During my last game, a player tried to have his character make a miraculous escape, only to wind up splattered instead. I'll provide some details, but the gist of my question is whether my ruling on action economy was incorrect.

The PC, a Level 9 sorcerer with the Quicken Spell metamagic feature, started his turn chained up in the bottom of a rowboat. His party was in the water trying to rescue him from his captors, but he was unaware of both this and the knowledge that the great white shark that had just taken a bite out of the boat was technically on his side. His plan was as follows:

  1. Cast dimension door, transporting himself instantly 500 feet in the air.
  2. Cast feather fall and float downward.
  3. Wait out the rest of the fight safely overhead.

Now, this particular player believes in an antagonistic relationship between player and DM (he's the kind of fellow who believes that when you win, you've beaten the DM, and when he's DM it's his job to kill the players as fairly as possible). As such, he refused to tell me the next part of his plan until he had found out whether the current part had worked, so I wouldn't have time to ruin it. Which meant that his plan played out as follows:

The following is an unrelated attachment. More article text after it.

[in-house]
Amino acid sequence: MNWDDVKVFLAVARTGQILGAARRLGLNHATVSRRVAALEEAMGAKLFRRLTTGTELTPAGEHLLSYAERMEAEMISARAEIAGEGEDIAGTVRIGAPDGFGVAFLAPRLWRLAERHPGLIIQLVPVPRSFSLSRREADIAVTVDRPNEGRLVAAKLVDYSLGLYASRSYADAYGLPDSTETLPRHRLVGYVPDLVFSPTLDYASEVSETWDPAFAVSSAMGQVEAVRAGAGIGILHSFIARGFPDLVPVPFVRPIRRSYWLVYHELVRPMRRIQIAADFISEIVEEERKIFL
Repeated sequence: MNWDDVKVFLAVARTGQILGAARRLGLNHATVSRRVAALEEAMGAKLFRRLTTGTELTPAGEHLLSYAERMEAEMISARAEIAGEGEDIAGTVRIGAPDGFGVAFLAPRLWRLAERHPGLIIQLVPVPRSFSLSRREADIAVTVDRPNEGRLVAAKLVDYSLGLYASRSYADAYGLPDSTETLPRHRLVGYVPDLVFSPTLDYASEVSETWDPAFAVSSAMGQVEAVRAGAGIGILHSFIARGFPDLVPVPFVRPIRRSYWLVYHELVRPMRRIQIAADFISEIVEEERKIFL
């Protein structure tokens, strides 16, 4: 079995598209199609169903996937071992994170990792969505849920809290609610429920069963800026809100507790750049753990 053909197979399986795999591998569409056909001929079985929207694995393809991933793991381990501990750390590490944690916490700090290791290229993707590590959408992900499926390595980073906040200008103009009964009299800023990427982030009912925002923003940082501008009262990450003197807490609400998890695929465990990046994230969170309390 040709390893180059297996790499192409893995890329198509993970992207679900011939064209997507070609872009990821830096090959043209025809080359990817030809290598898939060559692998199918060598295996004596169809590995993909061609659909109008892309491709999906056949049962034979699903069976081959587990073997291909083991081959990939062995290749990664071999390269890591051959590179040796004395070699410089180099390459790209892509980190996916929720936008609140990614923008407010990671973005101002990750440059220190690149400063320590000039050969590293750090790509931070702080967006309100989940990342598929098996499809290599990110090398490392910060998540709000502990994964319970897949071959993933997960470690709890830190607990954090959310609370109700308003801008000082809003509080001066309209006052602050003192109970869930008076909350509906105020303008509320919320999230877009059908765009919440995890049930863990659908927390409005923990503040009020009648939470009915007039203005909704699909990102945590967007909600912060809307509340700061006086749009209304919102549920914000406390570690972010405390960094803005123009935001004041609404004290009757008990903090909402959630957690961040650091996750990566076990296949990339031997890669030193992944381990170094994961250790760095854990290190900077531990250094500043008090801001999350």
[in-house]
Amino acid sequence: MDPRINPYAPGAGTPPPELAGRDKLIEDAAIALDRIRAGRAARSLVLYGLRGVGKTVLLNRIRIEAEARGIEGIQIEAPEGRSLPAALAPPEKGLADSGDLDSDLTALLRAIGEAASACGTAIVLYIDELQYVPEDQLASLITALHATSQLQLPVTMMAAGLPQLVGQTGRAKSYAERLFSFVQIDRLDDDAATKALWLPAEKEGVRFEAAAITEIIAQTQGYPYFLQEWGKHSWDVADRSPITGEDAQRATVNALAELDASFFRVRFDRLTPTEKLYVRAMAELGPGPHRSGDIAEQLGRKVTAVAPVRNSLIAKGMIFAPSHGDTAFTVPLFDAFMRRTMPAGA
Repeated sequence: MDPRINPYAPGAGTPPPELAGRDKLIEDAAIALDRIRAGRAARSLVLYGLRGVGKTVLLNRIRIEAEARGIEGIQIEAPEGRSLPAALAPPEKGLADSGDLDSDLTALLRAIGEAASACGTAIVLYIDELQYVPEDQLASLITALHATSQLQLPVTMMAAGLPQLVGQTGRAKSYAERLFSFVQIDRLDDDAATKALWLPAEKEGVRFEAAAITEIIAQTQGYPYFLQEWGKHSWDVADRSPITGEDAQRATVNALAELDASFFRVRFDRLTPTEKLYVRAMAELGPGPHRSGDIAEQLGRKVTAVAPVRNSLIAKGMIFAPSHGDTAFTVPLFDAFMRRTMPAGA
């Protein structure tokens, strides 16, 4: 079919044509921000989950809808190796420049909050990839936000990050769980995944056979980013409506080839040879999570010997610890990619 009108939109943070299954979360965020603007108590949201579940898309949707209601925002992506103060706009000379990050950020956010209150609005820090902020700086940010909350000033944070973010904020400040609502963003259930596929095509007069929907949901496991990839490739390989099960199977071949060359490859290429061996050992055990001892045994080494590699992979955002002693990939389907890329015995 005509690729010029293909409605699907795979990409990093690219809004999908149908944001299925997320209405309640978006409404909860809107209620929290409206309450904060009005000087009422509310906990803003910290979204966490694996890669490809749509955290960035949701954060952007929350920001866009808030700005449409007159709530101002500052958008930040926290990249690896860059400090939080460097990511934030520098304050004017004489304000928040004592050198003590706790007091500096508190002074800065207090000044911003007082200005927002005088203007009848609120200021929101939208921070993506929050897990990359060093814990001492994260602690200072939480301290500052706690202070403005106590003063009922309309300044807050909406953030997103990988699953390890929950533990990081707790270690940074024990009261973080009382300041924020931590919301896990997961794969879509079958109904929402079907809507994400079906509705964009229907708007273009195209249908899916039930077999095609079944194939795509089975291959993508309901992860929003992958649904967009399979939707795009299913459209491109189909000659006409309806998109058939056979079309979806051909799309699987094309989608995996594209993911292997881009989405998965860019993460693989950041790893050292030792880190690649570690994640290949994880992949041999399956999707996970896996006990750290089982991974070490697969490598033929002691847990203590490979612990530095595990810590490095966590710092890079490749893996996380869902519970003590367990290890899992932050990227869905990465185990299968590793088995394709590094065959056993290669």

1. His character successfully casts dimension door, reappearing 500 feet over the boat. I ask if he's sure, and he insists.
  2. His attempt to cast feather fall fails, and he plummets 500 feet. I prepare to roll damage, thinking that he'll hit the water. The player grumbles.
  3. One of the other players reminds me that the boat is being held in place by the shark. Both the antagonistic player and I immediately realize his character is going to hit the boat, not the water.
  4. Shouting ensues. I eventually lay out the reasoning below, and then roll damage. His character deals 76 points of damage to himself, the boat, and the NPCs that had been holding him hostage. This is enough to kill his character instantly due to massive damage.

Because this reasoning killed a PC, I'd like to be sure that I have a valid interpretation of the rules, namely, whether you can cast a spell and react by casting a spell on the same turn. I provided as support that you can't the following bit from the Player's Handbook, which specifically references spells as bonus actions: